The Comment of the Day is from Tom Fuller, regarding “Mr. Madison, Meet Mr. Twain”:
“I deal extensively with treaties and other international agreements in my work. These agreements are frequently amended by protocols.
“Since the original, signed-in-ink treaties and protocols are kept under lock and key at the State Department, I have to rely on commercial publishers for the texts. (The government prints them too, but it usually takes them a while.) These publishers are always careful to print the original treaty, as signed, and then each protocol, as signed. They don’t (except in rare cases, and even then covered with warning bells) publish a “current” version of the treaty that “incorporates” the protocols.
“Why not? Because they’re publishers, and they’re smart. They are very, very good at reproducing a text they are given. They have no expertise in deciding the exact legal effect that a subsequent protocol has on the original treaty. So they print everything, as published, and leave it to experts to figure out what the amended treaty actually says.
“I think they are doing the right thing. Amendments to the Constituition aren’t like taking off Mr. Potato Head’s ears and replacing them with his eyebrows. Many of them (take, for example, the Bill of Rights) don’t “amend” anything. They add things. If the addition affects some earlier provision, that’ll get worked out eventually. But trying to foresee all such effects in advance is an impossible task.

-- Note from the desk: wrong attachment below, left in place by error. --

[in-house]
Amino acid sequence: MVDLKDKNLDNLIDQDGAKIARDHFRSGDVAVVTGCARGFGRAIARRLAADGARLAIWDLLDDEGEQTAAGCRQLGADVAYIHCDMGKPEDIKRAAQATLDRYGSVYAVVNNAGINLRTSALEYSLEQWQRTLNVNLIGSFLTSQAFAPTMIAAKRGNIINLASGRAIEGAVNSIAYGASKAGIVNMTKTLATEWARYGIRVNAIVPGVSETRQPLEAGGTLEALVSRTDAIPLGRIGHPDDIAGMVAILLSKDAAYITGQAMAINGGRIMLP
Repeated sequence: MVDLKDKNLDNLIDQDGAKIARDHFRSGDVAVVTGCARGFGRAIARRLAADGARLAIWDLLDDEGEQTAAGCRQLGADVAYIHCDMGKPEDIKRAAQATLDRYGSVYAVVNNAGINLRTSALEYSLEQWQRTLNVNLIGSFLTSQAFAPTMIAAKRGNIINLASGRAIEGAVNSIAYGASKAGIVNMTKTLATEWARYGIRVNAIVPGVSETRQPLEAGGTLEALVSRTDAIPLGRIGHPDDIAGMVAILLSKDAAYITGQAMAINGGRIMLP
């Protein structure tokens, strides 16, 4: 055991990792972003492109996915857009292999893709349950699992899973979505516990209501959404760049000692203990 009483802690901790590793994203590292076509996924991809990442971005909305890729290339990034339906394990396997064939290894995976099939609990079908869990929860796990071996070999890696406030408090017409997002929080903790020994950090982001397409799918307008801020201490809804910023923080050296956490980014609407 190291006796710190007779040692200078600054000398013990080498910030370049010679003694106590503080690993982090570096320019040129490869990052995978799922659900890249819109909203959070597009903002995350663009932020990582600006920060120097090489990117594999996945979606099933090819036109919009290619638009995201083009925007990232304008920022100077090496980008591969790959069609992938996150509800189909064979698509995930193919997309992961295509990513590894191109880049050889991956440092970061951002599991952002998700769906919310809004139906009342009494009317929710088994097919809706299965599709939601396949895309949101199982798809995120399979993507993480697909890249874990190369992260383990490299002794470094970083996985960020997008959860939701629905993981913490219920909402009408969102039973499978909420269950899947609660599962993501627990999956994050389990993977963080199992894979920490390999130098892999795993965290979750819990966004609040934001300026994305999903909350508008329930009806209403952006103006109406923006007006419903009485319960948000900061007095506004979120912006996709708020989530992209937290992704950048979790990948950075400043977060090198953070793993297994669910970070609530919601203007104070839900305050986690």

“The Constitution is the original text and the text of each Amendment. You can rely on light blue lines and red crosses if you like. If you do, you’re trusting that the anonymous editor — whoever decided where the lines and crosses go — managed to get it right.
“The danger of doing that is well illustrated by the January 6 arguments over what to read and what not to read. Everybody wanted to decide personally where the X’s and lines should go. But legislators have transitory political agendas, questionable grammatical and historical competence, and mind-sets that tend to discourage looking back at what other lawmakers did before them. (Or, in some cases, what they themselves did, months or minutes ago.) These people are singularly ill-equipped to decide matters that (according to the terms of the very document they are reading) they’re supposed to keep their hands off of anyhow.
“Read the original text. Read the amendments. Trust our children to understand how the tradition works, and to carry it on. With any luck, they’ll do a better job of it than we are doing today.”